Plant Ecology

, Volume 219, Issue 6, pp 649–663 | Cite as

Long-term grazing impacts on vegetation diversity, composition, and exotic species presence across an aridity gradient in northern temperate grasslands

  • Mark P. Lyseng
  • Edward W. Bork
  • Daniel B. Hewins
  • Mike J. Alexander
  • Cameron N. Carlyle
  • Scott X. Chang
  • Walter D. Willms


Little is known about the specific role of exotic species on measures of grassland plant diversity, including how this may vary with climatic conditions or large mammal herbivory. This study examined vegetation responses to long-term livestock grazing, including plant richness and diversity, as well as the contribution of exotic species to these metrics, across a network of 107 northern temperate grasslands in Alberta, Canada, spanning a broad aridity gradient. Exposure to grazing modestly increased plant richness, but did not alter Shannon’s diversity, Simpson’s diversity, or evenness, suggesting stability in floral diversity relative to grazing. However, grazing did increase grass cover while reducing shrub cover, the latter of which was only apparent in mesic grasslands. Unlike total plant diversity, exotic species richness and cover, together with exotic plant contributions to diversity, varied jointly with grazing and aridity. While long-term grazing increased exotic species, this response was most apparent in wetter areas, and non-grazed grasslands remained more resistant to the presence of exotics. Several exotic species were positive indicators of grazing in wetter grasslands, and coincided with lower native species cover, indicating grazing may be facilitating a shift from native to exotic vegetation under these conditions. Overall, our results indicate that while long-term grazing has altered the composition and cover of certain functional groups, including favoring exotics and minimizing woody vegetation in mesic areas, overall changes to plant diversity were limited. Additionally, these findings suggest that semi-arid northern temperate grasslands remain relatively resistant to grazing effects, including their susceptibility to exotic plant encroachment. These results improve our understanding of how ongoing grazing exposure may impact grassland diversity, including efforts to conserve native vegetation, as well as the important role of climate in altering fundamental grassland responses to grazing.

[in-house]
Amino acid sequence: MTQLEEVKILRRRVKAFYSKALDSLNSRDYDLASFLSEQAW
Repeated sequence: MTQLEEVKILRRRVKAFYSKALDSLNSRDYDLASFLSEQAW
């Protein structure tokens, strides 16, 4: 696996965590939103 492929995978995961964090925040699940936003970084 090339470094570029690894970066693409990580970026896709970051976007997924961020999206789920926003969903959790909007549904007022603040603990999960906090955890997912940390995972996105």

Aridity Exotic vegetation Long-term grazing Native grassland Plant diversity 



Funding for this project was provided by a Strategic Grant from the Alberta Livestock and Meat Agency, with additional support from Alberta Environment and Parks. We are grateful to the numerous AEP staff, specifically Kevin France, Craig Demaere, Jennifer Richman, Laura Blonski, Tennille Kupsch, Terri France, Darlene Moisey, Barry Adams, Tanner Broadbent, and Mike Willoughby, for allowing access to the Rangeland Reference Areas and helping with data collection. We also thank the following individuals for technical field assistance: Mark Donner, Ian Brusselars, Donald Schoderbek, and Leah Rodvang, and special thanks to Sarah Green for assisting with the graphics.


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Copyright information

© Springer Science+Business Media B.V., part of Springer Nature 2018

Authors and Affiliations

  1. 1.Alberta Environment and Parks, Government of AlbertaEdmontonCanada
  2. 2.Department of Agriculture, Food and Nutritional ScienceUniversity of AlbertaEdmontonCanada
  3. 3.Biology DepartmentRhode Island CollegeProvidenceUSA
  4. 4.Alberta Environment and Parks, Government of AlbertaLethbridgeCanada
  5. 5.Department of Renewable ResourcesUniversity of AlbertaEdmontonCanada
  6. 6.Agriculture and Agri-Food Canada (Retired)LethbridgeCanada

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